He turned sideways in the aisle to move past passengers still struggling to jam slightly too-large carry-ons into the overhead compartment. I groaned inwardly, because I knew exactly where he was going to sit.

It had been a long couple of nights in San Jose. My room was right next to the bar, and synthesized music pounded incessantly on the wall above my head. It was cold and the blanket inadequate. Each night I huddled with my hands between my thighs to keep them warm.

I drifted off not long after I sat down on the plane, and dreamt I was Chuang Tzu dreaming he was me. I’d been looking forward to leaning up against the window and sleeping my way through the entire flight, maybe use the footwell of the empty seat next to me to stretch out.

That wasn’t going to happen. I knew it as soon as I saw him.

He was wearing greenish cargo shorts of some sort, with too many pockets full of too much stuff so they bulged in too many places; flip flops, and a shirt that might have been white once, a long while ago, but was so wrinkled it looked like it had been wadded up and tied with tight rubber bands. He was three days away from his last shave, and his hair, though clean, looked like he combed it with his fingers.

“Hi,” he said as he sat down. He dropped the small day pack he carried to the floor, shoved it under the seat in front of him with his feet.

“Hi. I wondered if I wouldn’t run into you on this flight. I was hoping for a nap.”

“Yeah, well…” his voice trailed off into a smile. “It’s good to see you again. I didn’t know if you noticed me hanging back there.”

“Not at first,” I said. “Have you been behind me the whole trip, or just since Quepos?”

“For longer than you know. Let’s leave it at that for now.”

“Why?” I asked.

“Why have I been behind you, or why are we leaving it at that?” he responded.

“Yes,” I said. His clothes had the slightest odor, I can’t say that it was unpleasant, but I could not identify it. It might have been food, or perhaps just the dense muskiness of being stored without air in his backpack.

“It seemed like you were doing some sort of research that might be of interest, we decided to find out.”

“Of interest to whom? Are you with the government? U.S. or Costa Rican?”

“Not really,” he said. “I work for more of a development agency, of sorts. Let’s leave it at that for a moment. Want a Coke?”

“They’re not serving. We’re barely off the ground.”

“Yeah, I guess that’s right.”

“So, is your development agency a non governmental organization? Private company?” I asked.

“Stubborn, aren’t you? No wonder all those people spilled their lives out to you.”

“You know about that?”

“I thought that’s what we were talking about.”

“Is there an echo in here?”

“No,” he said. “I think it’s just the drop in cabin pressure.”

“So, somebody you work for or are involved with thinks that what I’ve been doing is of some interest from a development point of view?” I asked.

“Something like that.”

“Thats why you’ve been following me around?”

“No, I was following you, though that’s not the right term for it, to see if you were being honest or just out to exploit others.”

“What’s the verdict?”

“Nobody’s perfect.”


“You did okay,” he said, trying to soften the impact.


He got a tired expression on his face, and I swear he rolled his eyes, but caught himself and looked at me as directly as he could, given we were seated side-by-side in cramped airplane seats.

“Alright. You were as honest as you could be, and while you did stray a little close to the line at times, exploitation is hard to define when it comes to art. Do painters exploit their models?”

“Nice analogy,” I said.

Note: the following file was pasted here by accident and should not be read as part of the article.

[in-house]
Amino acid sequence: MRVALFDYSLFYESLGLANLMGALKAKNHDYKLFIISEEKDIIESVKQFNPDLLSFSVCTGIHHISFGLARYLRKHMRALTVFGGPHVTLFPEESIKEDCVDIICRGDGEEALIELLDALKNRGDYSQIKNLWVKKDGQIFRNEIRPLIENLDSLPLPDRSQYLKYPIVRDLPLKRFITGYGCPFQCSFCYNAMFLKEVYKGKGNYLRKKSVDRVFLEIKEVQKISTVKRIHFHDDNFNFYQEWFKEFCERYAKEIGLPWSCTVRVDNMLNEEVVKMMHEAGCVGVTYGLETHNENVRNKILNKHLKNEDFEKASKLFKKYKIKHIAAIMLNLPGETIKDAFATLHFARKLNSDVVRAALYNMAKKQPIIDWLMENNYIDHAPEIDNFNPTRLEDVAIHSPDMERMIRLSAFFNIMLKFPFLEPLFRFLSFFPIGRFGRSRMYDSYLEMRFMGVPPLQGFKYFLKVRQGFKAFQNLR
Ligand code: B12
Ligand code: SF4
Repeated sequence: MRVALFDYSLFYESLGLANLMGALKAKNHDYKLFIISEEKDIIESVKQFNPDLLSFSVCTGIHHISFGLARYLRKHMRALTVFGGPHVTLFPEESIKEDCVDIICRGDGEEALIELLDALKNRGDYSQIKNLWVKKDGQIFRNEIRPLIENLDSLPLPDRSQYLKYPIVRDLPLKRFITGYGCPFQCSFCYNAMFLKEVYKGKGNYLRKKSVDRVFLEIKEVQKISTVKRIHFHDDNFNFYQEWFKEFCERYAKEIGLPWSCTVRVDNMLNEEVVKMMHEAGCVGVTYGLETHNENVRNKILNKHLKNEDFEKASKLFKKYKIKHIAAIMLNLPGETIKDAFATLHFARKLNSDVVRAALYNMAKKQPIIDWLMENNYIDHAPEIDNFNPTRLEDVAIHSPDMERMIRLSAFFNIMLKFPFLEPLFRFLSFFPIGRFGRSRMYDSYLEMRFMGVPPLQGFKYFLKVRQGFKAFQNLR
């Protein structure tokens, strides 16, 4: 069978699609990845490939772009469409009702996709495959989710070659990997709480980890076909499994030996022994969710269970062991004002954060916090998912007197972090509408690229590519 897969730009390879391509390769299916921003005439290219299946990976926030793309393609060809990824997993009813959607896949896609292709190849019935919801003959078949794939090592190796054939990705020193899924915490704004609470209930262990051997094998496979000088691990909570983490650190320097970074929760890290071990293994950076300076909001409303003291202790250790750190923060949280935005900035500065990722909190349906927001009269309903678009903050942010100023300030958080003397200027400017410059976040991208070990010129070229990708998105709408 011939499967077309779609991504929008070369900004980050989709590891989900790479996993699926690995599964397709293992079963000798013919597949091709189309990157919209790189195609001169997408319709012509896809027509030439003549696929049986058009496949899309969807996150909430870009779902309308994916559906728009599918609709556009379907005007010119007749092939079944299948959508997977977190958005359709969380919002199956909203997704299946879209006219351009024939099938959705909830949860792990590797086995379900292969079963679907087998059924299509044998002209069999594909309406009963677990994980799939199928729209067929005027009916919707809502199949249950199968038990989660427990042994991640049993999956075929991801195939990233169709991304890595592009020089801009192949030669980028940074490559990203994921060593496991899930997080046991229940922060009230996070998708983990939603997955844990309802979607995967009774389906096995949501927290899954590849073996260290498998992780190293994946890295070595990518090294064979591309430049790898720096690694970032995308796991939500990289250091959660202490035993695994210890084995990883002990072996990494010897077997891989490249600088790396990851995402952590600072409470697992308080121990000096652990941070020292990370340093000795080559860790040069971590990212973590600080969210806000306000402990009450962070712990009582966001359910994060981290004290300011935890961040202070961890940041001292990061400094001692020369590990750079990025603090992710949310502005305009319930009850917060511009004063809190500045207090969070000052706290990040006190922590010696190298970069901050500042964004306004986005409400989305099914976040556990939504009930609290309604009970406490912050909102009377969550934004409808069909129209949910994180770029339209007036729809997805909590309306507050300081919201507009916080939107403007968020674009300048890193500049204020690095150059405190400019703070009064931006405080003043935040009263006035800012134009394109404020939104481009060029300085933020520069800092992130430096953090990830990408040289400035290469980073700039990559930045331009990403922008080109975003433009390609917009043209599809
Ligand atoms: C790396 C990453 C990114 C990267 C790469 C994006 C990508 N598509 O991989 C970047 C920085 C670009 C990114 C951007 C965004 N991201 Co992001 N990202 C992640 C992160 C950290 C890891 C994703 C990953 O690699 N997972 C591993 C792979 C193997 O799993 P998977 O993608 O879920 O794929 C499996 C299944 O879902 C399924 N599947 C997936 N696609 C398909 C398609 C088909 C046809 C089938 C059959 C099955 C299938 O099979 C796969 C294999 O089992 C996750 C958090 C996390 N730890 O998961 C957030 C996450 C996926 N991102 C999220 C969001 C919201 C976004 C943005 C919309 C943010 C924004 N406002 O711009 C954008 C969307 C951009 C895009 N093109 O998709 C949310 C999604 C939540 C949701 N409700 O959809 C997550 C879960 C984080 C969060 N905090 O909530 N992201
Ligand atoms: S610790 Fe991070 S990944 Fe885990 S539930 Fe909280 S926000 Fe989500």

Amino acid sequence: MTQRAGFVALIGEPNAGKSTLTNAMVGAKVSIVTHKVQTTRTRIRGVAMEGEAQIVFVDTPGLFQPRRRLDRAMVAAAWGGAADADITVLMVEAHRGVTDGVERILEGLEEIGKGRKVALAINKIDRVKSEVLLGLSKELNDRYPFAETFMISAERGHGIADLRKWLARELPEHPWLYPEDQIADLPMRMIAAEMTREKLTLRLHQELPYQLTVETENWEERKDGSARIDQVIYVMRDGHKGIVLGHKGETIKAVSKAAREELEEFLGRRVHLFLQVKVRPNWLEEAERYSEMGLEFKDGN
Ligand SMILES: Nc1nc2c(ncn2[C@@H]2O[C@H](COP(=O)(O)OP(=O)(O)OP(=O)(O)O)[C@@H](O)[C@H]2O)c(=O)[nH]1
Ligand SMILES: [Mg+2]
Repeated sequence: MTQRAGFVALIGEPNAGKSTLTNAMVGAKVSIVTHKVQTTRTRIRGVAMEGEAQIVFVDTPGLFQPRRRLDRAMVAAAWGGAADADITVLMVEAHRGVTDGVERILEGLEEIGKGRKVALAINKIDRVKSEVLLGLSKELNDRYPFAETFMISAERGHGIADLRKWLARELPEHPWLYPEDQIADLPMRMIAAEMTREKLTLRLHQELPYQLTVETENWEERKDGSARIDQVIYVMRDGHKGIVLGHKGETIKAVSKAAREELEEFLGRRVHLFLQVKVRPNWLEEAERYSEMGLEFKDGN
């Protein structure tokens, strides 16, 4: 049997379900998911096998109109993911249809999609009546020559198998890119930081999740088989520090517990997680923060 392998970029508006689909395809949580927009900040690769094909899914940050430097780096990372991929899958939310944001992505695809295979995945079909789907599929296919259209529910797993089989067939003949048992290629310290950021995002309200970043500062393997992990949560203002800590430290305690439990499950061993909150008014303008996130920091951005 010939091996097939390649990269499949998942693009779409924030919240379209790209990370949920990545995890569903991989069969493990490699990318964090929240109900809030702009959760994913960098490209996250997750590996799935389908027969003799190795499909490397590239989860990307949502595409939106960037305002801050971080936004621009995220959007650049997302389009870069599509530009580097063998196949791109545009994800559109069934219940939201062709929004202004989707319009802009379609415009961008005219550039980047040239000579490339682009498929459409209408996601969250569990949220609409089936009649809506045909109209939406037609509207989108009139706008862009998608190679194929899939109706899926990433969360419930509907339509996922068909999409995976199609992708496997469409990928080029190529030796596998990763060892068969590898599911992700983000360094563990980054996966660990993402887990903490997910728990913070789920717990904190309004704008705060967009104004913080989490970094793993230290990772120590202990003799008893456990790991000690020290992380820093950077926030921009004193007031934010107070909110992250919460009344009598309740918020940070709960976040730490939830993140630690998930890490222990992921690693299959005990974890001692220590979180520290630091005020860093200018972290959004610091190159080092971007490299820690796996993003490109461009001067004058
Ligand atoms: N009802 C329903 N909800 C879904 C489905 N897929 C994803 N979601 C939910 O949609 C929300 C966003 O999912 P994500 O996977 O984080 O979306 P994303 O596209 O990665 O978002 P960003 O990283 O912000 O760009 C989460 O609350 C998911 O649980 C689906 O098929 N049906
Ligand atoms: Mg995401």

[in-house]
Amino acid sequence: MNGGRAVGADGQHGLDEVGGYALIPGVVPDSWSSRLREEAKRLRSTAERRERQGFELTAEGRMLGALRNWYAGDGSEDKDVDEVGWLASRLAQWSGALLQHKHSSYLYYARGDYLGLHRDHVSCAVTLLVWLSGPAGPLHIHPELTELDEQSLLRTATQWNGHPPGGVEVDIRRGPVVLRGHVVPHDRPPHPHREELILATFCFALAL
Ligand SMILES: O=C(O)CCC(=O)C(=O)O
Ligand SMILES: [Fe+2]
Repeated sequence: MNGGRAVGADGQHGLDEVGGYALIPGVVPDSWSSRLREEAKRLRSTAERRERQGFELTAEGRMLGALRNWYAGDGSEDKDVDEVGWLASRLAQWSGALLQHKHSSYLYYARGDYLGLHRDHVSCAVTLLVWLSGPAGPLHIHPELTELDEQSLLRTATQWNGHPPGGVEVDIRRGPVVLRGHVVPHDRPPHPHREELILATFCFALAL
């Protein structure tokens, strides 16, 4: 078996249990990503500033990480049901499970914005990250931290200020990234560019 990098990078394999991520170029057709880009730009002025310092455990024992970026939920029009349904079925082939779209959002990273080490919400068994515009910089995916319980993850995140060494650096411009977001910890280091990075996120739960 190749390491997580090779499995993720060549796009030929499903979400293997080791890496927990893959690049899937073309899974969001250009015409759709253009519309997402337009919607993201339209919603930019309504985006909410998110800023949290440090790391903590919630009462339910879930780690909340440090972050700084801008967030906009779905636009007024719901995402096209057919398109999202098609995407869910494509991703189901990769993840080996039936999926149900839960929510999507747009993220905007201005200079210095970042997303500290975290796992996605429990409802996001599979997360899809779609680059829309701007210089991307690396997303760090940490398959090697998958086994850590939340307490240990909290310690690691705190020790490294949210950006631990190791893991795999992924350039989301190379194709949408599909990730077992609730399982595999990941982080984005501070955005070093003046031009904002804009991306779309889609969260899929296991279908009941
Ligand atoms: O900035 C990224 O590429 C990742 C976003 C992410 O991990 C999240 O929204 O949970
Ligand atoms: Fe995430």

“I’ve picked up a few pointers. The main thing is that you didn’t exploit for cheap or easy reasons. And you were honest. Those are high marks where I come from. Accept it and let it go.”

“Why sit next to me now, when you’ve tried so hard to stay out of sight?” I asked.

“Because we’re about done. You’re going home, and I needed to ask you some questions.”

“I’ll want to ask you some in turn,” I said.

“Fair enough, but do you mind if I go first?” he said.

“I suppose not. Go.”

“Do you have a favorite?”

I laughed out loud, because his question hit right in the middle of the bullseye. That was the very question I’d been asking myself. I looked out the window while I assembled my thoughts. He was able to stop the attendant and he even reached over and dropped my tray table. It took me until the two Cokes had arrived to give him an answer.

“I thought I would. I figured it would be Rebecca, of course, then thought it would be Olivia, how her potential was tempered by vulnerability. Alycia for her faith and serenity. Valerie’s blend of intelligence, wisdom and passion was stunning, and Avi’s innocence, honesty, and strength made him  “amazing,” to use his favorite word. Ed made me sad and of course, so did Pantalones, but that was no reason to reject them. So I don’t know. I didn’t get quite deep enough into the others, I suppose, or deep enough into myself where they would resonate.”

“Did you learn anything?”

“I learned I can live small and still feel fulfilled, as long as I have art. Rebecca, Valerie and Olivia made me realize how selfish I can be.”

“Why?” he asked, actually looked confused.

“By how much they give, are willing to give, the extent of their sacrifice. It may be a female thing,” and then I immediately regretted saying that. But by the way he smiled, I think he saw the regret and let it drop.

“What else did you learn?”

“How thin are the differences.”

“What do you mean?”

“We focus on the differences between us, between people or between people and animals, even between people and the ocean. But at so many levels, we are really all the same, at least have the same rhythms, and it is the rhythms that unify. I don’t have better words for it than that.”

It was his turn to look away and think for a while.

“What was your favorite place?” he asked.

“Bocas del Toro.”

“Because of Olivia and Alycia, Avi and Valerie? You know they won’t still be there if you ever go back,” this he said with a real look of compassion in his eyes. “Would you want to live there?”

“Probably not,” I said. “I think it was the water. I like Bocas, I will go back and maybe for a longer period of time, but I don’t want to die there. The Pacific Northwest is my home.”

“Okay. Last question. Why did you go? What were you looking for?”